Toronto, I Love You serves up lots of local improv laughs

TORONTO, I LOVE YOU by Kyle Dooley, Rob Baker, Nadine Djoury, Nigel Downer, Devon Henderson, Lucy Hill, Paloma Nunez, Anders.


TORONTO, I LOVE YOU by Kyle Dooley, Rob Baker, Nadine Djoury, Nigel Downer, Devon Henderson, Lucy Hill, Paloma Nunez, Anders Yates, Connor Low and Carolyne Das (Bad Dog Theatre, 875 Bloor West). Runs to December 21. $20-$30. baddogtheatre.com. See listing. Rating: NNNN

Bad Dog Theatres artistic director Julie Dumais Osborne has gathered an esteemed group of comedians to create original tributes to our city. The energy never wavers as the performers concoct on-the-spot stories based on three of Torontos neighbourhoods and weave them together expertly through longform improv.

Musician Nick DiGaetano kicks things off strumming his guitar, with a harmonica on hand to add a folk-blues feel. At the opening show, Nigel Downer stepped forward and requested favourite Toronto locations. Cast members offered Alexandra Park Pool and the R.C. Harris Water Treatment Plant, then audience members called out ideas for a third place and Koreatown got the nod (which also resulted in a hilarious geography lesson for Downer). With suggestions in place, the adventure took off, with the performers creating countless characters human and otherwise.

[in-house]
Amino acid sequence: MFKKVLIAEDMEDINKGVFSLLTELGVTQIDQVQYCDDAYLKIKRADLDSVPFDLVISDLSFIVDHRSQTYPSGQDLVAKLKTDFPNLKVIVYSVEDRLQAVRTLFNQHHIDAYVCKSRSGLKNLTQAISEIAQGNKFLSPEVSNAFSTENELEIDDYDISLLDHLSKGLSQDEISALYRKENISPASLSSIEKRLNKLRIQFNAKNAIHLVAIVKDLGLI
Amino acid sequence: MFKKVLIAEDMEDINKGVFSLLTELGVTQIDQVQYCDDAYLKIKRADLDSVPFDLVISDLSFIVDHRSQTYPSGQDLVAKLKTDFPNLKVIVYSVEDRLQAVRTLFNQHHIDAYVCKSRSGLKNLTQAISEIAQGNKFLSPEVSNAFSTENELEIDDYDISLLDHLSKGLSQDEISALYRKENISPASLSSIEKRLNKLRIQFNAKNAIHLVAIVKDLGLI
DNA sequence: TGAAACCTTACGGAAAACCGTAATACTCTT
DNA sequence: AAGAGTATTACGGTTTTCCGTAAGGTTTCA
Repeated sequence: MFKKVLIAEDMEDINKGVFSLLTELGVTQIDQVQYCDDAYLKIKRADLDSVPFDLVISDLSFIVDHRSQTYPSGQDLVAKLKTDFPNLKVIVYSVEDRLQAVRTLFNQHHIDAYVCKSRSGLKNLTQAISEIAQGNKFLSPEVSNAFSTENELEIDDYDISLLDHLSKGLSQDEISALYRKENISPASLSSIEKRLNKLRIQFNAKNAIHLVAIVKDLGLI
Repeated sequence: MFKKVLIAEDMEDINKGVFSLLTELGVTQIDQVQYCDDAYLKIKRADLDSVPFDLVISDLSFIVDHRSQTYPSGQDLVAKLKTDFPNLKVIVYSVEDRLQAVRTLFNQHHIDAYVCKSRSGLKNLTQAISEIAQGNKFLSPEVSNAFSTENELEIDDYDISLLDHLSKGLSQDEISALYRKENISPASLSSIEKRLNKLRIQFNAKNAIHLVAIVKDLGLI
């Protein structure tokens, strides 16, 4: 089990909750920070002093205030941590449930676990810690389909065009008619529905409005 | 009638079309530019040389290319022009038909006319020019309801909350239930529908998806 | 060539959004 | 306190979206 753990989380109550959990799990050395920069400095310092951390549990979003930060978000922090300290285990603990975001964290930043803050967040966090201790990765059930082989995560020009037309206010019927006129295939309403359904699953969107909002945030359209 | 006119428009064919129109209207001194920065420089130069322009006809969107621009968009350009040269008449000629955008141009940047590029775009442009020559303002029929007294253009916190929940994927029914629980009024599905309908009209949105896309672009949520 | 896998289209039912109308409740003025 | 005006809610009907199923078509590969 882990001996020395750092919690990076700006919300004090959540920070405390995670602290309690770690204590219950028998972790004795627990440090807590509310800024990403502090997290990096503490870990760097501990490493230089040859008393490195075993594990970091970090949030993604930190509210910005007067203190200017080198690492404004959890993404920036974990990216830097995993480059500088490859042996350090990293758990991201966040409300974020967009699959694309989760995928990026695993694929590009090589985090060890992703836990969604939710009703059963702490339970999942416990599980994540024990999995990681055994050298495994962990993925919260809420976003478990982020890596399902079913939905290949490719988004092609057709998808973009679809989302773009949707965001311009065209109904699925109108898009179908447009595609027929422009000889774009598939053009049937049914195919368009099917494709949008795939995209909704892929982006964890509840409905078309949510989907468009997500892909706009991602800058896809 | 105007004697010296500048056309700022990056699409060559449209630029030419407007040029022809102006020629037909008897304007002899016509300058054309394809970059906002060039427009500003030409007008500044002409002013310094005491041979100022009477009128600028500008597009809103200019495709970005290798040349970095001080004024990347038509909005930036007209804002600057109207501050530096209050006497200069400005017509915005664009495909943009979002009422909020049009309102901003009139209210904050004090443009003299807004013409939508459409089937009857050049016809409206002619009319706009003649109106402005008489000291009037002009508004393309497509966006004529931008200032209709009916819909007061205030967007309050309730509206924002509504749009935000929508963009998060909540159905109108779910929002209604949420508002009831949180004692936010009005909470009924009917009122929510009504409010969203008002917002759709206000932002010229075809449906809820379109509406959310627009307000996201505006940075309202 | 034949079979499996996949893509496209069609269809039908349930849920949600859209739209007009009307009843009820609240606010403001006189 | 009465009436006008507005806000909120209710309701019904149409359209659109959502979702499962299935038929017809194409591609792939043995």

The basic storyline (which will change every time since its improv) included a pair of hipsters (Kyle Dooley and Nadine Djoury) at the pool under the watchful eye of a lifeguard stuck in a life rut (Lucy Hill) employees at the water treatment plant (Dooley and Anders Yates with Downer as their boss) and a minimum-wage Koreatown restaurant worker who hopes legalized drugs will help her low self-esteem and nausea problems (Paloma Nunez, with Devon Henderson egging on her drug habit and Rob Baker scooping her ice cream as a snarky Baskin Robbins employee). Carolyne Das served as a supporting player and Connor Low, who ran the lights, will join onstage at a few shows.

The opening scene included some confusing action choices but they got resolved as the narrative clarified. Each scene contained its share of funny moments, callbacks and lines. A riff on Vietnamese coffee got laughs, as did a Dooley remark delivered to Yatess character with perfect comic timing: Ive got to tell you, James, Ive been going to therapy lately… and you come up a lot.

The group constantly support each other. When Hill momentarily forgot the name of her character, Yates pointed to Hills imaginary name necklace (you know, the ones currently adorning necks around town) and said it aloud. Baker offered up well-timed sound effects. His dripping water set off a cacophony of leak sounds from the other players. They also found interesting and kooky ways to transition between scenes.

It may be freezing outside but this heartfelt salute to Toronto provides many warm laughs.

@SoManyDreams

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